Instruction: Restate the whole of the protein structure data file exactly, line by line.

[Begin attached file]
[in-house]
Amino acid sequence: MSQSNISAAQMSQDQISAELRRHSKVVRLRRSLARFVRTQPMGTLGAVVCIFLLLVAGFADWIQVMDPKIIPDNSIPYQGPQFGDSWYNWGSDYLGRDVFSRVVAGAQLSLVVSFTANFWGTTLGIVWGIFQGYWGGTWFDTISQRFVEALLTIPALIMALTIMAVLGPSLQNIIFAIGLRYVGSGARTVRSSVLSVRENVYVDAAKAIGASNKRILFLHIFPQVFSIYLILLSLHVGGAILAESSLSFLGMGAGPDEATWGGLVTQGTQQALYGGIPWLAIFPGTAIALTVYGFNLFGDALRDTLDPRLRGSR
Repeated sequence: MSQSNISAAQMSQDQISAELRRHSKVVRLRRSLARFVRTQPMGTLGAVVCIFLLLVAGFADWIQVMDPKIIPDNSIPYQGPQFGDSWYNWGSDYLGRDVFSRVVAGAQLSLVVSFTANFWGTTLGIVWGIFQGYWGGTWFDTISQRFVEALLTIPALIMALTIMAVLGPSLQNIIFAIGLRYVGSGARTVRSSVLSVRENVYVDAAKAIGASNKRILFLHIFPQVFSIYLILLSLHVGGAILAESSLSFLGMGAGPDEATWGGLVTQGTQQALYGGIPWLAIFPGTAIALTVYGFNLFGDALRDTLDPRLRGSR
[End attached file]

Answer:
[in-house]
Amino acid sequence: MSQSNISAAQMSQDQISAELRRHSKVVRLRRSLARFVRTQPMGTLGAVVCIFLLLVAGFADWIQVMDPKIIPDNSIPYQGPQFGDSWYNWGSDYLGRDVFSRVVAGAQLSLVVSFTANFWGTTLGIVWGIFQGYWGGTWFDTISQRFVEALLTIPALIMALTIMAVLGPSLQNIIFAIGLRYVGSGARTVRSSVLSVRENVYVDAAKAIGASNKRILFLHIFPQVFSIYLILLSLHVGGAILAESSLSFLGMGAGPDEATWGGLVTQGTQQALYGGIPWLAIFPGTAIALTVYGFNLFGDALRDTLDPRLRGSR
Repeated sequence: MSQSNISAAQMSQDQISAELRRHSKVVRLRRSLARFVRTQPMGTLGAVVCIFLLLVAGFADWIQVMDPKIIPDNSIPYQGPQFGDSWYNWGSDYLGRDVFSRVVAGAQLSLVVSFTANFWGTTLGIVWGIFQGYWGGTWFDTISQRFVEALLTIPALIMALTIMAVLGPSLQNIIFAIGLRYVGSGARTVRSSVLSVRENVYVDAAKAIGASNKRILFLHIFPQVFSIYLILLSLHVGGAILAESSLSFLGMGAGPDEATWGGLVTQGTQQALYGGIPWLAIFPGTAIALTVYGFNLFGDALRDTLDPRLRGSR